Tax card for social benefits

Typical examples of social benefits are unemployment and maternity allowance and home care allowance. Many tax deductions are not granted for income consisting of social benefits, although they may be granted to you if you earn a salary. For this reason, even if your income is lower, your withholding rate does not necessarily go down at all.

When you start receiving a social benefit from Kela (or from other payers), we recommend that you ask the Tax Administration for a new tax card. This ensures that you will have a withholding percentage rate that matches your annual income level.

When you ask for a tax card, you must tell us what you have earned so far since January 1st, and how much has been withheld on it.


Revise your tax card or change your prepayments

Tax Card Online (

Use your personal e-banking identifiers to log in

How to order a tax card only for benefits in MyTax

How to order a tax card for pay and benefits in MyTax

Other ways to request for a tax card

Social benefits do not yield the same deduction rights as does wage or salary income

Although the income that consists of the benefits is lower than wage income is, its tax withholding is not necessarily reduced. This is due to the fact that you cannot get the same expense deductions as you can when you earn wages. Examples of what can only be deducted against wage income include expenses for the production of income, the standard earned-income deduction and deduction for work income, and the legally defined pension and unemployment insurance contributions. 

Example: If an individual's income for the entire year consists of €17,000 of unemployment relief (based on the individual's past earnings), the withholding rate would be 24% according to the Tax Rate Calculator. However, if the income were €22,000 in wages, the withholding rate would be just 15%. The above example has 'Kuusamo' entered in the Calculator as the individual's municipality of domicile.

Launch Withholding Calculator to estimate the correct withholding rate (, the calculator is available in English).

Some Kela-paid benefits are subject to tax, others are not

You must pay tax on a number of social benefits including parental allowances, home care allowance, job rotation allowance, basic daily allowance, labour market support, sickness allowance, rehabilitation support and study grants.

Read more about tax cards for students.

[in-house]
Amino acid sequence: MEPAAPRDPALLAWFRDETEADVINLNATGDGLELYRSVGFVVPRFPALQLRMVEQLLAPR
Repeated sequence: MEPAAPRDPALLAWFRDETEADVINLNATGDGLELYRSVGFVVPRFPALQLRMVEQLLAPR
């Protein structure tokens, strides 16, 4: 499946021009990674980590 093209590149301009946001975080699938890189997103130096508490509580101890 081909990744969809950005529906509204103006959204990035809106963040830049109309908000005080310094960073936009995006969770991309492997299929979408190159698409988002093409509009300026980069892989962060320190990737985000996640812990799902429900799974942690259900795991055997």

You don't have to pay tax on e.g. the lump-sum allowance for maternity, childcare allowance, and general housing assistance.

Read more about the social benefits from Kela (

Taxation of income consisting of parental and home care allowance

If your employer continues to pay you wages when you are on maternity leave, it's treated as normal wages and you must pay tax on it in the usual way. However, the maternity allowance and parental allowance you receive from Kela is taxed as a social benefit.

You are not required to hand your tax card over to the Kela office. However, if you don't do so, it is the policy of Kela to withhold tax on the maternity/parental allowance by applying an artificial withholding rate. In other words, the amount of money being withheld depends on whether you have handed a (revised) tax card over to Kela.

Table showing the artificial withholding rates applied by Kela  

  • If your income only consists of maternal, paternal or home care allowance, Kela normally applies your normal withholding rate for wages (the rate cannot be less than 25%).
  • If your income also includes wages,
    - the rate applied on maternal/parental benefits is 40%
    - the "additional rate" (lisäprosentti; tilläggsprocent) printed on your tax card is what is withheld on home care allowance. Kela also withholds money at the "additional rate" from any other receipts of taxable social benefits you might have. 

If you ask for a new tax card for your social-benefit income and have it delivered to the Kela office, they will adjust the withholding according to the instructions printed on the card.   

Go online to submit a request (

Unemployment allowance based on your past earnings is normally subject to more than 20% withholding

When making payments to beneficiaries of benefits, Kela and unemployment funds do not normally require that a tax card be sent to them. However, if this is not done, they effect withholding at artificial rates. The artificial 20-percent rate that Kela normally applies is enough if basic unemployment allowance is being paid. However, if the higher unemployment allowance based on past earnings is in question, that rate is normally too low.

If you don't get a new tax card,

  • Kela will withhold 20% on any labour market allowance and basic unemployment allowance paid to you
  • Unemployment funds apply the withholding rate of wage income on your receipts of any unemployment allowance based on your past earnings. However, the rate cannot be less than 25%.

If you ask for a new tax card for your social-benefit income and have it delivered to the unemployment fund, they will adjust the withholding according to the instructions printed on the card.  

Print it out yourself or have it sent to a specific address (

Payers of social benefits continue to use the previous year's rate in January

After the new year, the standard tax cards that are automatically sent to all individual taxpayers become effective on 1 February. This means that your card for the previous calendar year continues to be valid in January. However, the accumulation of earnings towards your income ceiling has re-started from zero after New Year, although you continue to use the tax card for the previous year.

Example: In January 2017, your Payer pays an unemployment allowance to you that has accrued for December 2016. The income is included in the 2017 income ceiling, in other words, it does not relate to the 2016 calculations anymore. The date of payment determines the tax year.